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The Risks Of Investing In Royal Bank of Scotland Plc

Today I am highlighting what you need to know before investing in Royal Bank of Scotland (LSE: RBS) (NYSE: RBS.US).

Citizens Bank needs plenty of work

As part of its ongoing bid to strip out non-core and underperforming assets, Royal Bank of Scotland’s Citizens Bank operations in the US filed for flotation back in May. Initially the British bank plans to test the water by divesting between 20% and 25% of its holding in its North RBSAmerican arm by the end of this year, with full exit is pencilled in by 2016.

However, Royal Bank of Scotland will be required to undertake significant work at Citizens in order to get it back in decent working order and prompt full divestment, a situation which could take further time and effort should financial markets — and the still-fragile banking sector — take another downturn.

Indeed, the bank failed Federal Reserve stress tests back in March identified ‘deficiencies in RBS Citizens’ practices for estimating revenue and losses under a stress scenario and for ensuring the appropriateness of loss estimates across business lines given a specific stress scenario.’

Capital problems continue to crimp appeal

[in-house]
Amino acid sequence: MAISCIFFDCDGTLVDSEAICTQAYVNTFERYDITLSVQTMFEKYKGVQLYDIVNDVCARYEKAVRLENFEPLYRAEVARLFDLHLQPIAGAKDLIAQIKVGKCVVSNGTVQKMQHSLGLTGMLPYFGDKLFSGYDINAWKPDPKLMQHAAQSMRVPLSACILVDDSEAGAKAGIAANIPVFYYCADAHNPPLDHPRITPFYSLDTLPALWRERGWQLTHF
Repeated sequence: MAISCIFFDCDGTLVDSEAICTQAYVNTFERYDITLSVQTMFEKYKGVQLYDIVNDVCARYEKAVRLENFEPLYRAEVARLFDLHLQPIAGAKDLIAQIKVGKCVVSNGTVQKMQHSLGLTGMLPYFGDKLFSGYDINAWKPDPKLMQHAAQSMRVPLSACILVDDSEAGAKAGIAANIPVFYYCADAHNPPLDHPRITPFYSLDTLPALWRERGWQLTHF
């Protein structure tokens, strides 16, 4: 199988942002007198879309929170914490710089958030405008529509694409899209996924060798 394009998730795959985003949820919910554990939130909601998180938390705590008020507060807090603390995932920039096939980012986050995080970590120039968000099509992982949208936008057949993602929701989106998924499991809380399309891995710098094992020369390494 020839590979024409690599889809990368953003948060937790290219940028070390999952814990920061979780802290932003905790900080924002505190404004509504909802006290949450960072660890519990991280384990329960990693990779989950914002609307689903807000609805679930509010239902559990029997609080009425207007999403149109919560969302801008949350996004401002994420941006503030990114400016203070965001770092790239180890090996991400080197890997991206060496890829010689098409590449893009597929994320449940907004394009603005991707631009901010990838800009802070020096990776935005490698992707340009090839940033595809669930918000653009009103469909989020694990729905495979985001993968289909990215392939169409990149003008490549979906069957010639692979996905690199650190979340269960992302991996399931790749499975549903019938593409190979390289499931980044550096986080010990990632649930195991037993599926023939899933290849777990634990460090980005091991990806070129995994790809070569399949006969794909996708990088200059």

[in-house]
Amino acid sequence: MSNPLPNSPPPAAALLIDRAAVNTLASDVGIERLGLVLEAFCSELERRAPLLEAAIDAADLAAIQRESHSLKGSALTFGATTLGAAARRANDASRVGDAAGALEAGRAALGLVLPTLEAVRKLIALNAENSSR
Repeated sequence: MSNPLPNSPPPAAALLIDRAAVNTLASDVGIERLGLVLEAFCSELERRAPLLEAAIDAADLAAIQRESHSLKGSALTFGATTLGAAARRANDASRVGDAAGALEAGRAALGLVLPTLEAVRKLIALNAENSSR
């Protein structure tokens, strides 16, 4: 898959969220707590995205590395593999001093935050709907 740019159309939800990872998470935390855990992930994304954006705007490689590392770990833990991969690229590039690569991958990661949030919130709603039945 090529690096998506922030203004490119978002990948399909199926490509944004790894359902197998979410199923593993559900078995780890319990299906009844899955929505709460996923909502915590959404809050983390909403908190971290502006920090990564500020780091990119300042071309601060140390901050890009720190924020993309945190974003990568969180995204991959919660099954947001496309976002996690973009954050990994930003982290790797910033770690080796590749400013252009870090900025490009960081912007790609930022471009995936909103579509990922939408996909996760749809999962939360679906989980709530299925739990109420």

The sale of its North American entity is a critical part of Royal Bank of Scotland’s plan to build up its frankly underwhelming capital situation. Under European Union Basel III laws, the group’s fully-loaded Common Equity Tier 1 (CET1) ratio rang in at a shocking 9.4% as of the end of March, falling short of most of its sector peers and casting fears of further stress-test woes.

Although the company’s expense-reduction programme has achieved a great deal so far — costs dropped an additional 6% during the first quarter, to £3.2bn — revenues continue to decline as a result of arguably over-zealous asset stripping and poor performance at its core operations.

Indeed, group turnover slipped to £19.4bn last year, a huge departure from revenues of £32.6bn in 2010. And with revenue slippage continuing to outpace cost reductions, broker Investec expects Royal Bank of Scotland to report a further meaty fall to £17.8bn this year alone. Against this backdrop it is difficult to envisage the bank building its capital reserves near the required standard any time soon.

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> Royston does not own shares in Royal Bank of Scotland.